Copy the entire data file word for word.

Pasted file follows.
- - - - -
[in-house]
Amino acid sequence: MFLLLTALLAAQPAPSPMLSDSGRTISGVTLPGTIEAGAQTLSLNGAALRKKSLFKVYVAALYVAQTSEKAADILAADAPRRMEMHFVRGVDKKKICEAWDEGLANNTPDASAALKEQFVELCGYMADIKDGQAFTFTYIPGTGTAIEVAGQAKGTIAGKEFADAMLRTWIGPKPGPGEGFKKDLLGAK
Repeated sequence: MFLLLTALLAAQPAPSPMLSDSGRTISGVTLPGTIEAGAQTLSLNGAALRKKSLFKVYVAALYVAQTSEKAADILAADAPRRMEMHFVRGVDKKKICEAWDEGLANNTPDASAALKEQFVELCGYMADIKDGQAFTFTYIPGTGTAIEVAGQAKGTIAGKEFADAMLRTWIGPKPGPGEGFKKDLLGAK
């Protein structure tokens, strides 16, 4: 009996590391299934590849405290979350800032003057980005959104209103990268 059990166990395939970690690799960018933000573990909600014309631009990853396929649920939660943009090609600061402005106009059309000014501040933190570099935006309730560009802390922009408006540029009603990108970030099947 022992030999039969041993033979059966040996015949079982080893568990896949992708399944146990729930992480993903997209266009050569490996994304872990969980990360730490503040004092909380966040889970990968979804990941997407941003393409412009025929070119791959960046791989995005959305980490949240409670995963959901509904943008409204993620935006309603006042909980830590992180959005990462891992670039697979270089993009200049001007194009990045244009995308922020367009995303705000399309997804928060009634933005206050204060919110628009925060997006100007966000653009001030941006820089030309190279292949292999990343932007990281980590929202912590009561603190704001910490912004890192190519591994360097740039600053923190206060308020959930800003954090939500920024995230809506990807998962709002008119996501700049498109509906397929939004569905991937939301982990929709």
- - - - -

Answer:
[in-house]
Amino acid sequence: MFLLLTALLAAQPAPSPMLSDSGRTISGVTLPGTIEAGAQTLSLNGAALRKKSLFKVYVAALYVAQTSEKAADILAADAPRRMEMHFVRGVDKKKICEAWDEGLANNTPDASAALKEQFVELCGYMADIKDGQAFTFTYIPGTGTAIEVAGQAKGTIAGKEFADAMLRTWIGPKPGPGEGFKKDLLGAK
Repeated sequence: MFLLLTALLAAQPAPSPMLSDSGRTISGVTLPGTIEAGAQTLSLNGAALRKKSLFKVYVAALYVAQTSEKAADILAADAPRRMEMHFVRGVDKKKICEAWDEGLANNTPDASAALKEQFVELCGYMADIKDGQAFTFTYIPGTGTAIEVAGQAKGTIAGKEFADAMLRTWIGPKPGPGEGFKKDLLGAK
């Protein structure tokens, strides 16, 4: 009996590391299934590849405290979350800032003057980005959104209103990268 059990166990395939970690690799960018933000573990909600014309631009990853396929649920939660943009090609600061402005106009059309000014501040933190570099935006309730560009802390922009408006540029009603990108970030099947 022992030999039969041993033979059966040996015949079982080893568990896949992708399944146990729930992480993903997209266009050569490996994304872990969980990360730490503040004092909380966040889970990968979804990941997407941003393409412009025929070119791959960046791989995005959305980490949240409670995963959901509904943008409204993620935006309603006042909980830590992180959005990462891992670039697979270089993009200049001007194009990045244009995308922020367009995303705000399309997804928060009634933005206050204060919110628009925060997006100007966000653009001030941006820089030309190279292949292999990343932007990281980590929202912590009561603190704001910490912004890192190519591994360097740039600053923190206060308020959930800003954090939500920024995230809506990807998962709002008119996501700049498109509906397929939004569905991937939301982990929709």